Posts tagged ‘sunday health file’
The research that this BMI infographic is based on found that a BMI between 20.0 and 24.9 is associated with the lowest risk of mortality from any cause in healthy non smoker adults.
The researchers also included accurate estimates of the increased risk of death of overweight and obese individuals in comparison to individuals with a BMI of 20.0 to 24.9. Earlier research which looked at the risks of being overweight had been inconclusive, with a few revealing only a slightly higher risk of death while others showed a lower risk.
Click here for an infographic on your Body Mass Index
Global Tsunami of Cardiovascular Disease
Global obesity rates have doubled in the last 3 decades, studies say
Obesity rates worldwide have doubled in the last three decades even as blood pressure and cholesterol levels have dropped, according to three new studies.
Being obese is no longer just a Western problem. In 1980, about five per cent of men and eight per cent of women worldwide were obese. By 2008, the rates were nearly 10 per cent for men and 14 per cent for women. 205 million men and 297 million women weighed in as obese. Another 1.5 billion adults were overweight, according to the obesity study.
Though richer countries did a better job of keeping blood pressure and cholesterol levels under control, researchers said people nearly everywhere are piling on the pounds, except in a few places including central Africa and South Asia. The studies were being published Friday in the medical journal, Lancet.
The research confirms earlier trends about mounting obesity and the three papers provide the most comprehensive, recent global look at body mass index, cholesterol and blood pressure. Body mass index is a measurement based on weight and height.
Obesity is also linked to higher rates of cancer, diabetes and is estimated to cause about three million deaths worldwide every year.
In an accompanying commentary, Sonia Anand and Salim Yusuf of McMaster University in Hamilton, Ont., said the global forecast for heart disease was “dismal and comprises a population emergency that will cost tens of millions of preventable deaths” unless countries take quick action.
Surge in Flu Cases this Winter in Canada
A surge in seasonal influenza cases in parts of the country has clogged hospital emergency rooms, postponed elective surgeries and resulted in at least one public health unit expanding its flu-shot clinics.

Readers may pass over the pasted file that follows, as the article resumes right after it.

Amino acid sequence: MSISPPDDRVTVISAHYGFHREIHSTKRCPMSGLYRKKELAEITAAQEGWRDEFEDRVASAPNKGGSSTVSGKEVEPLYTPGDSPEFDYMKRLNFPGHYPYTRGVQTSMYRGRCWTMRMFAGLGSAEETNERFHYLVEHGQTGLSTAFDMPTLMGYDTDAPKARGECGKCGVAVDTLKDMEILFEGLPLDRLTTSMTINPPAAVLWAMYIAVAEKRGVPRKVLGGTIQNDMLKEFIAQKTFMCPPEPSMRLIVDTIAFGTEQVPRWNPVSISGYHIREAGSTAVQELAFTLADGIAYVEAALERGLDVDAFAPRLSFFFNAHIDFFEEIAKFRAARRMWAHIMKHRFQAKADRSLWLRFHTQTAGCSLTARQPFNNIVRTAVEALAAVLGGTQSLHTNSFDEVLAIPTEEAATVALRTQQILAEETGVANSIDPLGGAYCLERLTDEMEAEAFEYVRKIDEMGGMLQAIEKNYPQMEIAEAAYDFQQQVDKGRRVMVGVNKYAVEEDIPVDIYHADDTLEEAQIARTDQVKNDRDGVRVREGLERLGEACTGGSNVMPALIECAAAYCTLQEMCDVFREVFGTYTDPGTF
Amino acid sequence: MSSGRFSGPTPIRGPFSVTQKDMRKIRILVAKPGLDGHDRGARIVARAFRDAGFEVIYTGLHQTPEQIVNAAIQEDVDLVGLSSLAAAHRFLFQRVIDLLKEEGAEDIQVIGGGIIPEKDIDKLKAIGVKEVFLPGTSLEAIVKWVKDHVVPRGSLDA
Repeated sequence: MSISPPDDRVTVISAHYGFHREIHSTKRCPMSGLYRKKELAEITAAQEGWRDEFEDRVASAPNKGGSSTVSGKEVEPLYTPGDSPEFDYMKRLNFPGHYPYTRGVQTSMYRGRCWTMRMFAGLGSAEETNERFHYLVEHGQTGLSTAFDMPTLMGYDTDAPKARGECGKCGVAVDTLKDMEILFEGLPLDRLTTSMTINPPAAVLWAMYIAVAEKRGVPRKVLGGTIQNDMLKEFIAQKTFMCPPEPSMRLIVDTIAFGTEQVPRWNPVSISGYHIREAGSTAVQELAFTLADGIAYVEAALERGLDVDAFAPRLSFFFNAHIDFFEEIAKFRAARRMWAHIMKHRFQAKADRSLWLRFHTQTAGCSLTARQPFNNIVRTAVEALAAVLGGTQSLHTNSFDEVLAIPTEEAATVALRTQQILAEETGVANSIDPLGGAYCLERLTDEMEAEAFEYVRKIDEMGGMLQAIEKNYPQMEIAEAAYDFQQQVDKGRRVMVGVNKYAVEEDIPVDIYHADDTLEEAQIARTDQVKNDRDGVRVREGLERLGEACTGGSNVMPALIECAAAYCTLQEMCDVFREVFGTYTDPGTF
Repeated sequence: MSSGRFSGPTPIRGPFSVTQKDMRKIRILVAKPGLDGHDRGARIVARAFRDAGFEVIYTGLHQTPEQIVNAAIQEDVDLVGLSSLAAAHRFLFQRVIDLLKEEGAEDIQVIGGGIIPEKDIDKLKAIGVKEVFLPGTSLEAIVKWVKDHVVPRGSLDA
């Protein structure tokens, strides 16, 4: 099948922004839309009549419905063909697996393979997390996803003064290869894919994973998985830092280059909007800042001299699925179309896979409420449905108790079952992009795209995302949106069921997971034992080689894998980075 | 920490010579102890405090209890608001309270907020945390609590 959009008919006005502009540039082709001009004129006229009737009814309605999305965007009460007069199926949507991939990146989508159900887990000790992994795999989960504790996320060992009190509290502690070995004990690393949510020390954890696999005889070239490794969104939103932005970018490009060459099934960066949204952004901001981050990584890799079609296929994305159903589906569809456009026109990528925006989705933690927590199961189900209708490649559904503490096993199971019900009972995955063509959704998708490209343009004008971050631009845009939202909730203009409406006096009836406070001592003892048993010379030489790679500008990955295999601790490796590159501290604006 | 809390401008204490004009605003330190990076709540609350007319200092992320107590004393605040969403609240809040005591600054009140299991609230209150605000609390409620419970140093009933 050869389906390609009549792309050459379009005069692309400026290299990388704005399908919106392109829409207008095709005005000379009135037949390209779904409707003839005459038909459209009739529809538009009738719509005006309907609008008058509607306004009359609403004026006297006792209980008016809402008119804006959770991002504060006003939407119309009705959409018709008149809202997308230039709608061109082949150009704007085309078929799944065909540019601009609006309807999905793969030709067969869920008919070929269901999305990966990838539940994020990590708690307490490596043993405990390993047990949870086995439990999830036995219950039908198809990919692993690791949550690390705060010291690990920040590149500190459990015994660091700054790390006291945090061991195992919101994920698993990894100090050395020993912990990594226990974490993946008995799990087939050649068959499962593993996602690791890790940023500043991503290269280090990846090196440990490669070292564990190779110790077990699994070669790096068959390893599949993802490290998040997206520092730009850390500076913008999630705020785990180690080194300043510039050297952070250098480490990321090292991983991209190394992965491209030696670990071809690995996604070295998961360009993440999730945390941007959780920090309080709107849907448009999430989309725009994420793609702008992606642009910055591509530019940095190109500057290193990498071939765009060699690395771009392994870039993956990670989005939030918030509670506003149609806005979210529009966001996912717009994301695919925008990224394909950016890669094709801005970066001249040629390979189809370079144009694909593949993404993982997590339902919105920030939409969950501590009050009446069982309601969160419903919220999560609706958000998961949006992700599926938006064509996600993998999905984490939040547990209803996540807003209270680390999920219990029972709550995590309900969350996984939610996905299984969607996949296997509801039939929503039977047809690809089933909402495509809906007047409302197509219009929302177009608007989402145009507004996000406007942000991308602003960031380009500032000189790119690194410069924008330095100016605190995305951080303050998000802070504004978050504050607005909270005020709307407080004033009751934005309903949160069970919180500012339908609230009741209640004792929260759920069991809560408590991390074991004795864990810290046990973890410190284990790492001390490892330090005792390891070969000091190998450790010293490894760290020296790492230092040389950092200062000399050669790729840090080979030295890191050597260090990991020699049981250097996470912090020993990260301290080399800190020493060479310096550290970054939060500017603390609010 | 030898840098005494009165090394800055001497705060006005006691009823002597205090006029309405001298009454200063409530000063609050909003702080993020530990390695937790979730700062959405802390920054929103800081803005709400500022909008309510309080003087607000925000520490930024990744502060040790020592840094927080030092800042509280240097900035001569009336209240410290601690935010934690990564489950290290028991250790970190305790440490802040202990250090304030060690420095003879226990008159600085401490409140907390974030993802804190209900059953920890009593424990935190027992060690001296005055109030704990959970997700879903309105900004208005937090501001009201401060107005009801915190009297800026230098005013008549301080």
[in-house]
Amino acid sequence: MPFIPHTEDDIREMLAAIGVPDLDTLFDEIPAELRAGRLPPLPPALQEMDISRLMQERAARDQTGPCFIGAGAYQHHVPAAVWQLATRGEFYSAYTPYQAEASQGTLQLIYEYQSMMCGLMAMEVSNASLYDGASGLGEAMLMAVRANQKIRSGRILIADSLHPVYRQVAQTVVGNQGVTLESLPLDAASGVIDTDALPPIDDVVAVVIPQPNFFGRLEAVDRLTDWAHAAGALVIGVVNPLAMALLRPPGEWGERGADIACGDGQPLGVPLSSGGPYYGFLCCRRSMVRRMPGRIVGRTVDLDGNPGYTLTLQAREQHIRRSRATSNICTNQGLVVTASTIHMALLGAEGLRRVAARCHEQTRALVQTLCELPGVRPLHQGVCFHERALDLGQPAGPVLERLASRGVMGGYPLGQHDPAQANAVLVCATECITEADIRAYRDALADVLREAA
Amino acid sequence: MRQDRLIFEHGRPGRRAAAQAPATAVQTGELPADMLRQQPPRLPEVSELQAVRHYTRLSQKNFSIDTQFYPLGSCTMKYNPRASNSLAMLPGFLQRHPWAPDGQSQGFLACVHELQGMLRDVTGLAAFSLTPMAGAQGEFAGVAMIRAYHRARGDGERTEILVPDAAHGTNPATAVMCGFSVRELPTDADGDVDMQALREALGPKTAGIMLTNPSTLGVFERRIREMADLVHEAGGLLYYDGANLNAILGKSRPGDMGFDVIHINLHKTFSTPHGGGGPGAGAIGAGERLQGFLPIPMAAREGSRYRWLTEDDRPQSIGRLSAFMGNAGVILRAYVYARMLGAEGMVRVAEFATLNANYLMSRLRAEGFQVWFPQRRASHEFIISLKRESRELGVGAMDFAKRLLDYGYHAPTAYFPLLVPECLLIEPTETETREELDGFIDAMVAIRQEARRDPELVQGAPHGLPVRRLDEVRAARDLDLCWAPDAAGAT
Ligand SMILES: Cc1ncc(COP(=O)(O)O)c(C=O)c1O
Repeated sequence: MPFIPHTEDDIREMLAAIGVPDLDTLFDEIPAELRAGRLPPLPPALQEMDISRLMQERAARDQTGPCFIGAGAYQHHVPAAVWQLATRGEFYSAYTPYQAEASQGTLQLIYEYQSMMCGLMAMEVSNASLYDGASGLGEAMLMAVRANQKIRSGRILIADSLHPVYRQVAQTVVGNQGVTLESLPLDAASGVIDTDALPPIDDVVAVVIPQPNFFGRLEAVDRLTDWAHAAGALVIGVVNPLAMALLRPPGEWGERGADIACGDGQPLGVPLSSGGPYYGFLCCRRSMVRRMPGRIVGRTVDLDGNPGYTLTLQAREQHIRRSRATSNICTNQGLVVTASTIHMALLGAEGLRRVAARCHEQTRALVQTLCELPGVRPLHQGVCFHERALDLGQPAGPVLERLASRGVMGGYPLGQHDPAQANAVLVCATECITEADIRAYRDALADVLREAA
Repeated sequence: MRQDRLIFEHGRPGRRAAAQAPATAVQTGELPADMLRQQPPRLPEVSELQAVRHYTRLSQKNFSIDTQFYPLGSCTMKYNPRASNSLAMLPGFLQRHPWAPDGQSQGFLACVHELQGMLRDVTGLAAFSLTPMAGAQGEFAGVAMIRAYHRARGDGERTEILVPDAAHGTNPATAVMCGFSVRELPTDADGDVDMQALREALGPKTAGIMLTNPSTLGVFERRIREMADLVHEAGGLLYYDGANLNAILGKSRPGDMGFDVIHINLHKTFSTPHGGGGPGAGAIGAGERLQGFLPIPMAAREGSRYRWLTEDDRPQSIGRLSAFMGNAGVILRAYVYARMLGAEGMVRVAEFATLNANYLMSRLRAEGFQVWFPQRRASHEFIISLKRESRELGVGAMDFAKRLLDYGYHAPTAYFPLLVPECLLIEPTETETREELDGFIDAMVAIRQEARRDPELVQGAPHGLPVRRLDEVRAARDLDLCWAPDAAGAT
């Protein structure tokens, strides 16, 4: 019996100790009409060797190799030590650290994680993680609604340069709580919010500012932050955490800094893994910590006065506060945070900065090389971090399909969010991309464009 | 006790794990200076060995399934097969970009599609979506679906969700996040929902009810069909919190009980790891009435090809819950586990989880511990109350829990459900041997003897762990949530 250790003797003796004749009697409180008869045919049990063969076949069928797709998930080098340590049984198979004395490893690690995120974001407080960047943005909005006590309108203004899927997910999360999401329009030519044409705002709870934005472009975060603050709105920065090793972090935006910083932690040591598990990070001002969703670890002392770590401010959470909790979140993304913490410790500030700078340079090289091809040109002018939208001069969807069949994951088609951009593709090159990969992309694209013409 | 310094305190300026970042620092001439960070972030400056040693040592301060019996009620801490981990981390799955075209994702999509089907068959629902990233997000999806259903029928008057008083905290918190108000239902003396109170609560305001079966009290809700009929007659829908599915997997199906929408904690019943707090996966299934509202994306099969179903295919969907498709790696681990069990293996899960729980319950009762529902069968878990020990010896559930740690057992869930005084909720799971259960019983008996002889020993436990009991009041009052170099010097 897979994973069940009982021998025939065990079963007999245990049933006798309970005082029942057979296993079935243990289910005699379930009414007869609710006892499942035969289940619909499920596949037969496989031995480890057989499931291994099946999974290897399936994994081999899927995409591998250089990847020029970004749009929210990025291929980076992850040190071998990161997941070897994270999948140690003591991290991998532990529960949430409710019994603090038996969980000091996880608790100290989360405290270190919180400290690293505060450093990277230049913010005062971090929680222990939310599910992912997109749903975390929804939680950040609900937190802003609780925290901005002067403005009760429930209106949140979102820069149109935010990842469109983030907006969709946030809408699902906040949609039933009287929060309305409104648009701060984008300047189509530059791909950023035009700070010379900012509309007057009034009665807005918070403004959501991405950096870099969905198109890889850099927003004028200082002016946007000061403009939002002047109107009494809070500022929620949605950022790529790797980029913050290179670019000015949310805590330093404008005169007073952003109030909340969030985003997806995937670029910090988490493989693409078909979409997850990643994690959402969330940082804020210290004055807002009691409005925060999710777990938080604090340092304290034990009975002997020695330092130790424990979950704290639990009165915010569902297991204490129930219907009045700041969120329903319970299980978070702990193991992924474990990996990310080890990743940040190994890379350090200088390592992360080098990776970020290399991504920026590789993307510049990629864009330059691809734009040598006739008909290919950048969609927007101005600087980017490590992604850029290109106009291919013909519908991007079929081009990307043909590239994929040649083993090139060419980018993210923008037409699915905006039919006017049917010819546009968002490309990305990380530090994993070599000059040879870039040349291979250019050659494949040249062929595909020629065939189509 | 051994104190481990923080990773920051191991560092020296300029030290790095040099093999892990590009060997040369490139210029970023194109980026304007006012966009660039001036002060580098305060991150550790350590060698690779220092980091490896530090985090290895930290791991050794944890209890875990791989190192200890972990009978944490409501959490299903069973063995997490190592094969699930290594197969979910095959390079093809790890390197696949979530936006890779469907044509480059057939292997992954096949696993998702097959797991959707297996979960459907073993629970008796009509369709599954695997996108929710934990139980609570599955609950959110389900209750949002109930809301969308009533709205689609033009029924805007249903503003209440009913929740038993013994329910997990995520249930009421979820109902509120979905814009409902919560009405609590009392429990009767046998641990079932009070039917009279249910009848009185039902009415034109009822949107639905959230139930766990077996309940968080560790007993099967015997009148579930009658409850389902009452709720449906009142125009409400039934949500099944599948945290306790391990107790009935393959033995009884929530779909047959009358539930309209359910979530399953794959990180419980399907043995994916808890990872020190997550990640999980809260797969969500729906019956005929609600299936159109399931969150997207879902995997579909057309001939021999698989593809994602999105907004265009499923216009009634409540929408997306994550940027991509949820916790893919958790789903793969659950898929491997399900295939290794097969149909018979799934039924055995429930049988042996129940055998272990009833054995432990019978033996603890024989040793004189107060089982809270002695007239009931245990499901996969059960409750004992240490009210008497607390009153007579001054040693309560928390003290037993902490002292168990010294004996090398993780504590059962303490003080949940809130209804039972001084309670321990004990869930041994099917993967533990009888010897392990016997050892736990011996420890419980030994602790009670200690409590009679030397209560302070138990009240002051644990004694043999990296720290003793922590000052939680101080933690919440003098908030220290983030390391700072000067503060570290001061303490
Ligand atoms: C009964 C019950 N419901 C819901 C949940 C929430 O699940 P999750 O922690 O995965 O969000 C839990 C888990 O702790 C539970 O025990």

The number of patients showing influenza-like symptoms continues to increase across the country, but has been particularly high in parts of Ontario, Manitoba and Quebec. Health officials say patients with respiratory problems inundated emergency departments during the holiday period in particular, putting a heavy strain on resources.
Canadian Blood Services short on platelet donations. The organization collects about 161,800 units each year from Toronto residents, which works out to roughly 3,111 donations a week. So far, less than 2,000 donation appointments have been booked for the week of Dec. 27.
Ottawa Public Health reported its first case of measles since 2002 on Friday.
The health authority said one person reported contracting the disease in early December after travelling internationally. The second case was confirmed this week, and public health said in a release it’s “considered a local transmission.”
Health Canada warns about hair relaxers
Some hair relaxers being sold in Canada have concentrations of formaldehyde many times the level permitted in the country, Health Canada says. Officials said hair-dressing customers have complained of burning eyes, noses and throats and respiratory problems. The symptoms have been linked to relaxers and smoothers used by salons. Health Canada believes that the reactions are being caused by formaldehyde becoming aerosolized during the blow drying and flat ironing stages of the treatment. Under Canadian regulations, hair relaxers should contain no more than 0.2 percent formaldehyde. Testing found some brands with up to 7 percent.
Health Canada urges caution in sharing breast milk
Canadians should avoid obtaining human breast milk for their babies through the Internet or directly from other individuals because of possible health risks, Health Canada said Thursday in a release.
A big concern is that the milk may not have been processed and the medical history of the source of the breast milk may be unknown. The milk could also be contaminated with viruses such as HIV or bacteria that can cause food poisoning, such as Staphylococcus aureus.